• ‘The reference in the final sentence of this passage is to the fact that the claimants had not demurred to the ten heads of particulars pleaded by the newspaper in support of meaning, namely grounds for investigation.’
      • ‘Indeed, although this is not before the Court, I am sure my learned friend would not demur at my reading it – we have copies for the Court.’
      • ‘I would not demur at all from what your Honour says.’
      • ‘The defendant could not have demurred to the plaintiff’s declaration, which would have shown a perfectly good cause of action, and, unless the defendant set up something to defeat the claim, the action would have been maintainable.’

noun

  • mass noun, usually with negative The action of objecting to or hesitating over something.

    ‘they accepted this ruling without demur’
    • ‘Those of us who demur are labelled ‘self-haters’.’
    • ‘Workers and unions are enjoined to accept wage cuts without too much demur, provided they are satisfied jobs would be saved.’
    • ‘You can plead by way of reply and demur, can you not?’
    • ‘Much, and much of the best, criticism in the past decade has been thus motivated; we now know a poet less quaint, less demur, and more politically engaged than previous generations might have imagined.’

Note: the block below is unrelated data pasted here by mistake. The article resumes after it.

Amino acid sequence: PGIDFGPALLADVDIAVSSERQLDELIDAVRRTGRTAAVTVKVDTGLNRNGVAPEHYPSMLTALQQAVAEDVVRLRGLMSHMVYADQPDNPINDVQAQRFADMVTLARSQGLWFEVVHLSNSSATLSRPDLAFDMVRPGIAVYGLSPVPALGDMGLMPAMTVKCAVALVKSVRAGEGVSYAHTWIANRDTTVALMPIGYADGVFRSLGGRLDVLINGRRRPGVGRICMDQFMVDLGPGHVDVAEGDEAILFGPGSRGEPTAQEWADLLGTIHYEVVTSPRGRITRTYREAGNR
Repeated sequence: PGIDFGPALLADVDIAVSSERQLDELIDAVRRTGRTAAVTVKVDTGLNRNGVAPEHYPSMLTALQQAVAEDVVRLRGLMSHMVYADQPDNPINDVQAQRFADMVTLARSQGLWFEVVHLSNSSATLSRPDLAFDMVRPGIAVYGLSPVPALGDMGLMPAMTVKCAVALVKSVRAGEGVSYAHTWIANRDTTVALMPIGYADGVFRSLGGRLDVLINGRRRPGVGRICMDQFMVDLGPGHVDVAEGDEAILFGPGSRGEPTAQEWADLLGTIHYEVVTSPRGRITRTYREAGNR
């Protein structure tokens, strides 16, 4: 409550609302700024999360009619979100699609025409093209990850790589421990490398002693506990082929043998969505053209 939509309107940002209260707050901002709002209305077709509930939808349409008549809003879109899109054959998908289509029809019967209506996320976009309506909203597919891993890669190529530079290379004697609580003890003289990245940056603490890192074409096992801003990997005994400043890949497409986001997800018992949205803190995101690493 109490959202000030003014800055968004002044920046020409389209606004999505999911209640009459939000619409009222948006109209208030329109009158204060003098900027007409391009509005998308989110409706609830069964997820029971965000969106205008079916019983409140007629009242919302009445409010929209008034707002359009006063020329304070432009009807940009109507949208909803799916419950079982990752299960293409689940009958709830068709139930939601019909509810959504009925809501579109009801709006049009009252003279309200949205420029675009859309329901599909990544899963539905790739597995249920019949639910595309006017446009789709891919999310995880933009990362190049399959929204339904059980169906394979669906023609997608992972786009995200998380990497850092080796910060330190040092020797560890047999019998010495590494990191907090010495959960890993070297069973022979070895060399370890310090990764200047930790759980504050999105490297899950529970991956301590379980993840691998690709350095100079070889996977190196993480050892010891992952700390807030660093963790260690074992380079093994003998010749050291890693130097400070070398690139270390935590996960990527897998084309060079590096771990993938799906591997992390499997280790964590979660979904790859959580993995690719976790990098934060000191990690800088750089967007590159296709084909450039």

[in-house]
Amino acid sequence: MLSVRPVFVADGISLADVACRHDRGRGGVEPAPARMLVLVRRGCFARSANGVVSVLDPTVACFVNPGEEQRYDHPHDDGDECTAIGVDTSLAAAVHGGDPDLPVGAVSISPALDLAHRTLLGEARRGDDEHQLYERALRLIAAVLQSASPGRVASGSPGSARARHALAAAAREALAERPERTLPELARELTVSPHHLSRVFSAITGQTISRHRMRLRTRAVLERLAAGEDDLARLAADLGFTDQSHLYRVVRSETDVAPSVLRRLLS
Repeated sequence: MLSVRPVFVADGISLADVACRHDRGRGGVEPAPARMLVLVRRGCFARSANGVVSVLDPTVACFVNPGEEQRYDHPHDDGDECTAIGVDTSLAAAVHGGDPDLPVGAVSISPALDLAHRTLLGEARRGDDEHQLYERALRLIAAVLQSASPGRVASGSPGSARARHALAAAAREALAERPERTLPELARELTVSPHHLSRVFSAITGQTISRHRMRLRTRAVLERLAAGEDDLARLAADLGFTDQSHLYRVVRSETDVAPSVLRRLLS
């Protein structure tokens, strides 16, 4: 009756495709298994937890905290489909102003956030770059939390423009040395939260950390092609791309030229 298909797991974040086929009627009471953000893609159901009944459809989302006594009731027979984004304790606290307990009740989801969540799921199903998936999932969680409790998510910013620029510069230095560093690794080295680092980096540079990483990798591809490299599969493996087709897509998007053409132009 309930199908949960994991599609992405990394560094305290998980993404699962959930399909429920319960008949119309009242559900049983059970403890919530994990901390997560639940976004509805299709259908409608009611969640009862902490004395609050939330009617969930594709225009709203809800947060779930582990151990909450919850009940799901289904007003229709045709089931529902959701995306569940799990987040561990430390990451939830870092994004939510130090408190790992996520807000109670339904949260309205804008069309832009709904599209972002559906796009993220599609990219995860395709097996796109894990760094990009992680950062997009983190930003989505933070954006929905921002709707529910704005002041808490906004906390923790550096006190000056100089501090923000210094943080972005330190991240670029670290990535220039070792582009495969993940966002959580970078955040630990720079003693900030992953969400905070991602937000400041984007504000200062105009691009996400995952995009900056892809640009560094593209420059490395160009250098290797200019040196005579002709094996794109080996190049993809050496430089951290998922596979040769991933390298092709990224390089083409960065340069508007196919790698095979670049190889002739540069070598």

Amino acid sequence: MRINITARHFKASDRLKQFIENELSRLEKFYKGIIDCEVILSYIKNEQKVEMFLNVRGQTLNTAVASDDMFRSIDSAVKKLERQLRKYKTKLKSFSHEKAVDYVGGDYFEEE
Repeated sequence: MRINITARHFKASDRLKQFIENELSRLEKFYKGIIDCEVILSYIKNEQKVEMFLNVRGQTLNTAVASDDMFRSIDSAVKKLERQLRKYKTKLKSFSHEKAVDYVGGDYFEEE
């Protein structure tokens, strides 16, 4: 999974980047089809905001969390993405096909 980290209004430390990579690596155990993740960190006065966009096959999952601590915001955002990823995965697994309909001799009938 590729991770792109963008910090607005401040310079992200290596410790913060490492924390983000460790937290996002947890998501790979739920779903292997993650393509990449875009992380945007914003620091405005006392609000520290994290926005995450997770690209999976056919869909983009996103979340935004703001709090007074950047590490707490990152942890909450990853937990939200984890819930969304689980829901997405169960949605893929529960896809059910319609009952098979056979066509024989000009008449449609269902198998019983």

• ‘Prudie has long felt that the reflexive, polite demur is not necessary when people are impertinently out of line, either with their advice or their questions.’
    objection, protest, protestation, complaint, dispute, dissent, carping, cavilling, recalcitrance, opposition, resistance

    View synonyms

Origin

Middle English (in the sense ‘linger, delay’): from Old French demourer (verb), demeure (noun), based on Latin de- ‘away, completely’ + morari ‘delay’.

Pronunciation

demur

/dɪˈməː/

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Definition of ‘demurred’

Word Frequency







demurred in British

past participle of verb, past tense of verb

demur
Collins English Dictionary. Copyright © HarperCollins Publishers

Example sentences containing ‘demurred’


These examples have been automatically selected and may contain sensitive content.
Read more…
Time you had a wash ,” he said to her and when she demurred, he growled out the word, `Now! Appiganesi, Lisa DREAMS OF INNOCENCE`Well I’m very old, which I know has not escaped you…’ Alma demurred. Gee, Maggie LOST CHILDRENBut when Turner had asked if he might like to be actively considered for the bed of nails , Sinclair had demurred. Kippax, Frank THE SCAR

Trends of ‘demurred’

Used Occasionally. demurred is one of the 30000 most commonly used words in the Collins dictionary






View usage for:

Nearby words of ‘demurred’

  • demure
  • demurrage
  • demurral
  • demurred
  • demurrer
  • demurring
  • demutualization

  • All ENGLISH words that begin with ‘D’

Related Terms of ‘demurred’

  • demur

Source

Definition of demurred from the
Collins English Dictionary

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Scrabble score for ‘demurred’: 12